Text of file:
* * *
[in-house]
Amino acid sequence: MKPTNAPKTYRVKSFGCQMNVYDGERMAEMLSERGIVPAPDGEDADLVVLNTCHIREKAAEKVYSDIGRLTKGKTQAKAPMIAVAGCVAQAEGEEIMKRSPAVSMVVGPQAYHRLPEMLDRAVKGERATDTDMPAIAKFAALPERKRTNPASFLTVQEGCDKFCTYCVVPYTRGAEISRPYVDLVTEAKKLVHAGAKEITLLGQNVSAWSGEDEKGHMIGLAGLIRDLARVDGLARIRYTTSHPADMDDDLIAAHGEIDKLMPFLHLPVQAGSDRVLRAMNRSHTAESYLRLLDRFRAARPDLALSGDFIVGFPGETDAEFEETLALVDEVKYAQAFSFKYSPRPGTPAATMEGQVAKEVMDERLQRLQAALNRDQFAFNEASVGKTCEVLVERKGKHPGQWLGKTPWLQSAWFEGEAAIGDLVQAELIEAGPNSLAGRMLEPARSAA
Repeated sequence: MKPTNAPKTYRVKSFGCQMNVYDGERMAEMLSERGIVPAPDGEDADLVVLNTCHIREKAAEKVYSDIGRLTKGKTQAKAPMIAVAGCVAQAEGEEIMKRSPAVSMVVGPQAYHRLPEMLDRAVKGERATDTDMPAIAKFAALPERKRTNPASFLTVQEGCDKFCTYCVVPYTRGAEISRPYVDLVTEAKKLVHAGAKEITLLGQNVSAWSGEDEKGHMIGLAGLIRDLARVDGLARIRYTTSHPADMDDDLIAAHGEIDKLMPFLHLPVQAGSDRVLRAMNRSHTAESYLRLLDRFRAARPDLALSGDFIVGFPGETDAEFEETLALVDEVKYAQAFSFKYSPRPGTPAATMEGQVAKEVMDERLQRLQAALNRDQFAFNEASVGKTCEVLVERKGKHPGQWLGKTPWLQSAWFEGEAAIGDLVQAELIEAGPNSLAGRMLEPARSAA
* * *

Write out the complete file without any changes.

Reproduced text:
[in-house]
Amino acid sequence: MKPTNAPKTYRVKSFGCQMNVYDGERMAEMLSERGIVPAPDGEDADLVVLNTCHIREKAAEKVYSDIGRLTKGKTQAKAPMIAVAGCVAQAEGEEIMKRSPAVSMVVGPQAYHRLPEMLDRAVKGERATDTDMPAIAKFAALPERKRTNPASFLTVQEGCDKFCTYCVVPYTRGAEISRPYVDLVTEAKKLVHAGAKEITLLGQNVSAWSGEDEKGHMIGLAGLIRDLARVDGLARIRYTTSHPADMDDDLIAAHGEIDKLMPFLHLPVQAGSDRVLRAMNRSHTAESYLRLLDRFRAARPDLALSGDFIVGFPGETDAEFEETLALVDEVKYAQAFSFKYSPRPGTPAATMEGQVAKEVMDERLQRLQAALNRDQFAFNEASVGKTCEVLVERKGKHPGQWLGKTPWLQSAWFEGEAAIGDLVQAELIEAGPNSLAGRMLEPARSAA
Repeated sequence: MKPTNAPKTYRVKSFGCQMNVYDGERMAEMLSERGIVPAPDGEDADLVVLNTCHIREKAAEKVYSDIGRLTKGKTQAKAPMIAVAGCVAQAEGEEIMKRSPAVSMVVGPQAYHRLPEMLDRAVKGERATDTDMPAIAKFAALPERKRTNPASFLTVQEGCDKFCTYCVVPYTRGAEISRPYVDLVTEAKKLVHAGAKEITLLGQNVSAWSGEDEKGHMIGLAGLIRDLARVDGLARIRYTTSHPADMDDDLIAAHGEIDKLMPFLHLPVQAGSDRVLRAMNRSHTAESYLRLLDRFRAARPDLALSGDFIVGFPGETDAEFEETLALVDEVKYAQAFSFKYSPRPGTPAATMEGQVAKEVMDERLQRLQAALNRDQFAFNEASVGKTCEVLVERKGKHPGQWLGKTPWLQSAWFEGEAAIGDLVQAELIEAGPNSLAGRMLEPARSAA